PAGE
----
The librettist is the Australian dramatist Meredith Oakes. Gone is the familiar iambic pentameter of Shakespeare and we now have a text, modelled on the original but much of it in half sentences with rhymes, or near rhymes, sitting often uncomfortably close together (“I can’t tell/I’m not well”). Famous speeches are carved up, recognisable in part and coming close at times to parody.

Adès’ score (conducted by the composer) describes a range of emotions, from the over-arching grief of Naples mourning his son, to the wide-eyed wonder of the lovers and the seething resentment of the banished magician Prospero. It plumbs the heights and depths of emotion and pitch, with some very low-lying notes for Prospero and hellishly high lines for Ariel.

The best music of the evening is saved until last, with the touching reunion between King and Prince leading onto the most ravishing quintet. There follows a very interesting solo for Antonio, performed with crystal-clear diction by Donald Kaasch, a mix of remorse and reproach, before Prospero cedes the island to Caliban, monarch of an unpeopled kingdom. The opera ends hauntingly, with the disembodied voice of the freed spirit Ariel gently floating away from somewhere high in the theatre.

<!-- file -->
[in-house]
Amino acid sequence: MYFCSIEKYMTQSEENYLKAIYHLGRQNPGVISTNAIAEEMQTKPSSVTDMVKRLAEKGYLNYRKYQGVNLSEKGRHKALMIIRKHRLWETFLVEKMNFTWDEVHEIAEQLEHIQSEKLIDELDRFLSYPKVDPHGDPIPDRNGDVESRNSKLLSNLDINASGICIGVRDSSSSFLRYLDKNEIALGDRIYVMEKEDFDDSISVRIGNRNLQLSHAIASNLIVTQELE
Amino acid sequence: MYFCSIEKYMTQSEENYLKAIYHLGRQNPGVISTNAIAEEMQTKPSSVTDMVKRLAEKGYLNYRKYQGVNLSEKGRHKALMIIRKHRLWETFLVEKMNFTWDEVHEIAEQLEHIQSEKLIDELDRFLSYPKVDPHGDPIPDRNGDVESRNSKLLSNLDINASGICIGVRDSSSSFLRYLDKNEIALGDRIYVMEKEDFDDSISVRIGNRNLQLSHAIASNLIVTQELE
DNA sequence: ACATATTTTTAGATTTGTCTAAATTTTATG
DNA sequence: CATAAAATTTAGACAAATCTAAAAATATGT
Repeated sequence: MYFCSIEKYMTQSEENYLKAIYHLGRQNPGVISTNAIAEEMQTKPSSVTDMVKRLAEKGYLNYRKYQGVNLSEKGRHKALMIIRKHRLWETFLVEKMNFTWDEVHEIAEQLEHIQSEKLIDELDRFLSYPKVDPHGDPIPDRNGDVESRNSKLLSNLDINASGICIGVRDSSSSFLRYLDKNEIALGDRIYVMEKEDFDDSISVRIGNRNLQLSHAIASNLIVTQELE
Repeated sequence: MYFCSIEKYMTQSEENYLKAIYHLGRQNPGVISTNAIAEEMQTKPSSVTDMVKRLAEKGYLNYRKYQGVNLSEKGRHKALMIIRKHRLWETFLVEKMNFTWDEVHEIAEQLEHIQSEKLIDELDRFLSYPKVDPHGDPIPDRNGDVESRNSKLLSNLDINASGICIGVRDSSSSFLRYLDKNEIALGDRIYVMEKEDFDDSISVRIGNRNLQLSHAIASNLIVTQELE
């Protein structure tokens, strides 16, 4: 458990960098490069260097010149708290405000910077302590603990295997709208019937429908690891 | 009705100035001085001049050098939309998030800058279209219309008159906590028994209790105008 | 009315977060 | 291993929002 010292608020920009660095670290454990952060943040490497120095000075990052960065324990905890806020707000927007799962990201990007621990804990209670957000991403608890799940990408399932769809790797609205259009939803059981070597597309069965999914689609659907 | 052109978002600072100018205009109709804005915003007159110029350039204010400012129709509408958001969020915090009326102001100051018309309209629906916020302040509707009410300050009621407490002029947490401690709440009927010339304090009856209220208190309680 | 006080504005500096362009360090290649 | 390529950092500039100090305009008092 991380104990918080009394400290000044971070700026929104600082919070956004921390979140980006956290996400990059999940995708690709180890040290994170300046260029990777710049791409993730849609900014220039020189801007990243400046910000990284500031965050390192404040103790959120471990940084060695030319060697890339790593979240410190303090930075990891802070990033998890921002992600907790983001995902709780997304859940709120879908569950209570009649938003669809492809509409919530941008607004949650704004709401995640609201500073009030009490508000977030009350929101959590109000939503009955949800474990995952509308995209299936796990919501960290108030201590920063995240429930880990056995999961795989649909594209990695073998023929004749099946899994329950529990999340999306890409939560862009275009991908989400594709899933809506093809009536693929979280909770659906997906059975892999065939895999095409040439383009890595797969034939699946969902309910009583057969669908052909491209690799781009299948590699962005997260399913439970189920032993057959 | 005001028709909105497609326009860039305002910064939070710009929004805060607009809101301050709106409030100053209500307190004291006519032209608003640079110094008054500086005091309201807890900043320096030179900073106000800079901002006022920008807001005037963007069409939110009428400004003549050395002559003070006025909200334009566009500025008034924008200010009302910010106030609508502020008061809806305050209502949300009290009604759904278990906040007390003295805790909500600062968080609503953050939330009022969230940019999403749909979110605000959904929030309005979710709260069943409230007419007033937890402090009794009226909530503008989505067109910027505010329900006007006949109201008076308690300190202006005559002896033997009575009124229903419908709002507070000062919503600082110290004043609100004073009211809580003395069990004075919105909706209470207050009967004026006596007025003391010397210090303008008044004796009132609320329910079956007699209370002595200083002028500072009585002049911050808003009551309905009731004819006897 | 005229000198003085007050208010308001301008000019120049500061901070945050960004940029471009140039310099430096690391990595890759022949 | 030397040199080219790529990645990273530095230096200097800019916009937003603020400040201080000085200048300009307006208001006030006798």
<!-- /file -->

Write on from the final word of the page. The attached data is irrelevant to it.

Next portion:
This is an opera that is sure to please both connoisseurs and those new to modern works and it’s worth getting a ticket any way you can.


Rob Witt for classicalsource.com


When Thomas Adès’s “The Tempest” first burst upon the Covent Garden stage in 2004, it was in some ways difficult to hear above the storm of speculation whipped up in the media around its apparently difficult passage to production. Since then, the piece has been staged in Strasbourg, Copenhagen and Santa Fe; this revival, which coincides with the Adès retrospective at the Barbican Centre, offers an opportunity to see how it has weathered.

The answer is, very well. This revival shows “The Tempest” as a grand opera that works on its own terms. Adès’s musical scheme is boldly drawn, with an overarching plan that moves gradually from the frenzied dissonance of the opening storm scene to the consonant calm of Prospero’s reconciliation and renunciation of his powers. This is both musically and emotionally satisfying, echoing the progress of the drama from conflict to resolution, and allows the characters’ transformations to take place audibly.